The planned relaxation of Covid rules for Christmas has been scrapped for large parts of south-east England and cut to just Christmas Day for the rest of England, Scotland and Wales.
From midnight, a new tier four will be introduced in areas including London, Kent, Essex and Bedfordshire.
Those in tier four cannot mix indoors with anyone not from their household.
Elsewhere in England, Scotland and Wales, relaxed indoor mixing rules are cut from five days to Christmas Day.
Prime Minister Boris Johnson announced the changes for England at a Downing Street briefing after scientists said a new coronavirus variant was spreading more rapidly.
Tier-four restrictions - similar to England's second national lockdown - will apply in all areas in the South East currently in tier three, covering Kent, Buckinghamshire, Berkshire, Surrey (excluding Waverley), Gosport, Havant, Portsmouth, Rother and Hastings.
It will also apply in London (all 32 boroughs and the City of London) and the East of England (Bedford, Central Bedford, Milton Keynes, Luton, Peterborough, Hertfordshire, Essex (excluding Colchester, Uttlesford and Tendring).
In Scotland, Covid restrictions will only be relaxed on Christmas Day, with mainland Scotland being placed under the tightest restrictions from Boxing Day.
Outlining the changes, Scotland's First Minister Nicola Sturgeon said she wished she had acted quicker to curb the virus in February, adding: "Standing here saying this actually makes me want to cry."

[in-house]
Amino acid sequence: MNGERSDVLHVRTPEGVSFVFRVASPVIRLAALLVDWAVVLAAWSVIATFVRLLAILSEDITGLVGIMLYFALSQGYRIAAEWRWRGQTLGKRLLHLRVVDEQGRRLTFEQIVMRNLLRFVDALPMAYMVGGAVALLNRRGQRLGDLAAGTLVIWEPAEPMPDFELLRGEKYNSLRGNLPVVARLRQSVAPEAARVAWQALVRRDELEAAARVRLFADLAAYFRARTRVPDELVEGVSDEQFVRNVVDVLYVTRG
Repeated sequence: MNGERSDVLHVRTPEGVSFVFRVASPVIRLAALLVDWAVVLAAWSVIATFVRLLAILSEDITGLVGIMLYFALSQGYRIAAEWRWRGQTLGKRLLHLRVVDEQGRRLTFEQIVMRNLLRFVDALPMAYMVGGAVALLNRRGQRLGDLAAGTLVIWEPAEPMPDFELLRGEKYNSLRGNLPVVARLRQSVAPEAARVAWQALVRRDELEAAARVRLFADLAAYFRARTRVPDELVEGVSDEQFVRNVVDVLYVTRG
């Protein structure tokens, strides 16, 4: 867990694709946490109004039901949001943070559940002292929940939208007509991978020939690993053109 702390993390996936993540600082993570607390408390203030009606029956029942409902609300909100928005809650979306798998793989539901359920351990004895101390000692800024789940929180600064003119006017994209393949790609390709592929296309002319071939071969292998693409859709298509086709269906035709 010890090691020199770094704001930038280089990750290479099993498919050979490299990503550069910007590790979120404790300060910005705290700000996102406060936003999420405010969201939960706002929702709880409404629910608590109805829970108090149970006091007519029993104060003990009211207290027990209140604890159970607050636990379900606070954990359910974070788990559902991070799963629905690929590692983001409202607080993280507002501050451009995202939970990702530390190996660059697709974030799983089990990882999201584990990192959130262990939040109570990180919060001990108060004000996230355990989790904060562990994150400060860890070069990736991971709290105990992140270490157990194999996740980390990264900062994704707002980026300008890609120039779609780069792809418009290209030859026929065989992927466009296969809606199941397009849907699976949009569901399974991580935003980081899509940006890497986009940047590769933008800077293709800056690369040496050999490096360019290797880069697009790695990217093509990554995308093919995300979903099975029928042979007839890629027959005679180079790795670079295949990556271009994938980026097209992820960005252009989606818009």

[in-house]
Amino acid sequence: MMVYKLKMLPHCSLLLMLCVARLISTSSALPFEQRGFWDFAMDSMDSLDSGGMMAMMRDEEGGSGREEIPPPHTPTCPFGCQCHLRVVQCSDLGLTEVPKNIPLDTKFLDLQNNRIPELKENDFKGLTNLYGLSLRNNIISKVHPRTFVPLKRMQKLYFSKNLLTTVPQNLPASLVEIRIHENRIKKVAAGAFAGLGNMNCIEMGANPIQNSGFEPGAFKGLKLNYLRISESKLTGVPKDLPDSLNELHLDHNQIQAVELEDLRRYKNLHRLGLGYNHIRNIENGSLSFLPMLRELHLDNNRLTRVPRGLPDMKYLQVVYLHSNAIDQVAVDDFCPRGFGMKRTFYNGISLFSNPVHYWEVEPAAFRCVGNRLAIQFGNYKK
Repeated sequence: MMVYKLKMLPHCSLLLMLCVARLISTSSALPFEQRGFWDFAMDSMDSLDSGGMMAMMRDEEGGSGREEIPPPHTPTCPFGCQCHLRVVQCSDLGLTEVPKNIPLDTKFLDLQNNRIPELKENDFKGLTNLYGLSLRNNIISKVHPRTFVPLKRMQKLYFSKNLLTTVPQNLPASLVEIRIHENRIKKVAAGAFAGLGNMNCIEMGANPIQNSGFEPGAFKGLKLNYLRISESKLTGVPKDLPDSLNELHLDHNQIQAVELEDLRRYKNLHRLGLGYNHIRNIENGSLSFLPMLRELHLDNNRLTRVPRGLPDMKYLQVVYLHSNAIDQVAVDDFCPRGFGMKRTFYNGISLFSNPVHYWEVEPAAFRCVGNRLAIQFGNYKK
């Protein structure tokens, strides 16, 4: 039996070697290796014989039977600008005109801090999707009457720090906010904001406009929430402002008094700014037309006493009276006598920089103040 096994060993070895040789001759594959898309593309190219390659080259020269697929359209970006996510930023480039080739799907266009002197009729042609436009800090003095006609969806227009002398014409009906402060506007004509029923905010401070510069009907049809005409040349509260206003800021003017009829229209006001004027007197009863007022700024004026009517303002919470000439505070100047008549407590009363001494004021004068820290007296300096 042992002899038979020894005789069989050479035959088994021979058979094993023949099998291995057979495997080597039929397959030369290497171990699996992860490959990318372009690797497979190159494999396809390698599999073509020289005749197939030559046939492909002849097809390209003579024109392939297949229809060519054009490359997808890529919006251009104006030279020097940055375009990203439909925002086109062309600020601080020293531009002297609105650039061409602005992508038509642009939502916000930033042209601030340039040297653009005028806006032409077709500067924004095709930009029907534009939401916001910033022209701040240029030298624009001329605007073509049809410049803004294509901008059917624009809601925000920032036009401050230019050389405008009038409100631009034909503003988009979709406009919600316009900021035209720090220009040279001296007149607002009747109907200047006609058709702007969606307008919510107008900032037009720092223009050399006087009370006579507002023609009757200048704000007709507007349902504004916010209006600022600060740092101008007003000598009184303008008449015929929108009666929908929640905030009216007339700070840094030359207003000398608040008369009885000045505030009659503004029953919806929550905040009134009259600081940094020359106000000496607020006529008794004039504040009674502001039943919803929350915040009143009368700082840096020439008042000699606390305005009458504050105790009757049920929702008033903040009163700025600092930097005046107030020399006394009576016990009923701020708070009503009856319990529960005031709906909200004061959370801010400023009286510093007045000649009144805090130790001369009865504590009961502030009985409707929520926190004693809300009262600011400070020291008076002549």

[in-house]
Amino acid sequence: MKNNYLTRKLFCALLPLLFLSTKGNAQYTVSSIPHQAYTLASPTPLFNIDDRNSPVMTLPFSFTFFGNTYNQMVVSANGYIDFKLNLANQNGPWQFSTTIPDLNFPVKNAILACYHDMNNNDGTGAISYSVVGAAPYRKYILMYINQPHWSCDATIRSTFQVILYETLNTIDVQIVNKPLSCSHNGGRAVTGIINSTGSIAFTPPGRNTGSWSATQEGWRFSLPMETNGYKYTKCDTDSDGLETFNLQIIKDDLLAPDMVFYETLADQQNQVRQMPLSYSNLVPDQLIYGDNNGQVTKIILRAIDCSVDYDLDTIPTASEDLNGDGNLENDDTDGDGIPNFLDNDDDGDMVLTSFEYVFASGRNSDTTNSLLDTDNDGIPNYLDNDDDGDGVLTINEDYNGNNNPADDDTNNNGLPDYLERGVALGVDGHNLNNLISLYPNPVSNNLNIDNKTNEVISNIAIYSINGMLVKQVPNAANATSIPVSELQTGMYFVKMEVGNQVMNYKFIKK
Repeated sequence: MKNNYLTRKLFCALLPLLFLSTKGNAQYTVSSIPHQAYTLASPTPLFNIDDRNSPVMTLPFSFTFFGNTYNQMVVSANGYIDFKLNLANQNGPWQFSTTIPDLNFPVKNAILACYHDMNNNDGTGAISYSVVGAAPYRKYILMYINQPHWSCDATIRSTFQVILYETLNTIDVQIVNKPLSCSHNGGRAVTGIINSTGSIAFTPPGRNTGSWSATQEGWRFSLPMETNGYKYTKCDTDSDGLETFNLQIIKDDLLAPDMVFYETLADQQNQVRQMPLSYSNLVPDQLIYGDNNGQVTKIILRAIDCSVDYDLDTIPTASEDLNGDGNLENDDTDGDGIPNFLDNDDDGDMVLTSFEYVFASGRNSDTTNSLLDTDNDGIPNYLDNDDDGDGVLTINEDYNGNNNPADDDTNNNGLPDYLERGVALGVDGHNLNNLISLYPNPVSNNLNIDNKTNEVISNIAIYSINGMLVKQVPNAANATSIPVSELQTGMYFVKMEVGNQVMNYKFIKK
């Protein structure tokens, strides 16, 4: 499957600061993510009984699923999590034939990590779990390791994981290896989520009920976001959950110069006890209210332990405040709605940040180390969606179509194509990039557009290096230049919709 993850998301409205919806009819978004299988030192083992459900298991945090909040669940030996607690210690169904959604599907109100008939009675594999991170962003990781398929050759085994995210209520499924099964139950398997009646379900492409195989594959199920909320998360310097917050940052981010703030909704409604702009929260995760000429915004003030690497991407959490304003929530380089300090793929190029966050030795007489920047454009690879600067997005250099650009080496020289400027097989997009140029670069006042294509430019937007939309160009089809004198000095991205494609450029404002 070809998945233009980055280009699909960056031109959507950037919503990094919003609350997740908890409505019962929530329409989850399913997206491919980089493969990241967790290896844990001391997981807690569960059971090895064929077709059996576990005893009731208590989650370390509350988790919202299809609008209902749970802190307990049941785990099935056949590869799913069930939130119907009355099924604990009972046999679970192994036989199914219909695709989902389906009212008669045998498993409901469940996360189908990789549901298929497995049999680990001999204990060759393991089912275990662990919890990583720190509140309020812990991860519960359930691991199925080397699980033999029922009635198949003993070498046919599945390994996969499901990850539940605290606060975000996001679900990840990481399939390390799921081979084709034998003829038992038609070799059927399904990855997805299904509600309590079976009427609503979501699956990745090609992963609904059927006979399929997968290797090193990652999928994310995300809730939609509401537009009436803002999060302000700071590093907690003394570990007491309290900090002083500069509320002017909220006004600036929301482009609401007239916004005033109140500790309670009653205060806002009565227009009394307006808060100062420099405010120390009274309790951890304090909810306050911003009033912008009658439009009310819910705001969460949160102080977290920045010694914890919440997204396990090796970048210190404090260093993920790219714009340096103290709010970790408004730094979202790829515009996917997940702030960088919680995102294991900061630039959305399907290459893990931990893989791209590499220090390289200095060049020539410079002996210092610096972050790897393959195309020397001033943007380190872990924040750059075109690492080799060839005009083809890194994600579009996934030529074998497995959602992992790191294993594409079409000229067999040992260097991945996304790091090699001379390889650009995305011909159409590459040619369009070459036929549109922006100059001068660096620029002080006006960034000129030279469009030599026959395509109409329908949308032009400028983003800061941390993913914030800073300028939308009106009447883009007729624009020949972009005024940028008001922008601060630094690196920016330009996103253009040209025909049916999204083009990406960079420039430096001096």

A ban on travel to the rest of the UK will also apply over the festive period.
In Wales, First Minister Mark Drakeford announced that the country will be placed under lockdown from midnight.
In Northern Ireland, no changes have been made to Christmas restrictions, with three households allowed to meet from 23 to 27 December. The country is set to enter a six-week lockdown from 26 December.
For tier-four areas in England, a stay-at-home order has been issued, with exemptions for those who have to travel to work or for education.
Social mixing will be cut to meeting one person in an open public space, unless you live with them or they are part of your existing support bubble.
All non-essential retail will have to close, along with hairdressers, nail bars, indoor gyms and leisure facilities.
People elsewhere will be advised not to travel into a tier-four area.
The restrictions will last for two weeks, with the first review due on 30 December.
Mr Johnson told the Downing Street briefing he knew how "disappointing" the news would be, but said he believed there was no alternative open to him.
When the virus changes its methods of attack, he said, "we must change our method of defence".
Mr Johnson acknowledged it was "unquestionably a difficult moment" in the coronavirus crisis but insisted that things would be "radically different" by Easter due to the vaccine.
He did not confirm whether police would be told to stop people travelling home over the festive period or knock on doors on Christmas Day.
Mr Johnson said analysis suggested the new variant could increase the the R number by 0.4 or more.
Although there is "considerable uncertainty", it may be up to 70% more transmissible than the old variant, he said.
England's chief medical officer, Prof Chris Whitty, said that while the new variant of coronavirus will make things much worse, if the vaccine works against it there was room for optimism.
He has previously said there is no current evidence to suggest the new variant causes a higher mortality rate or that is affected any differently by vaccines and treatments.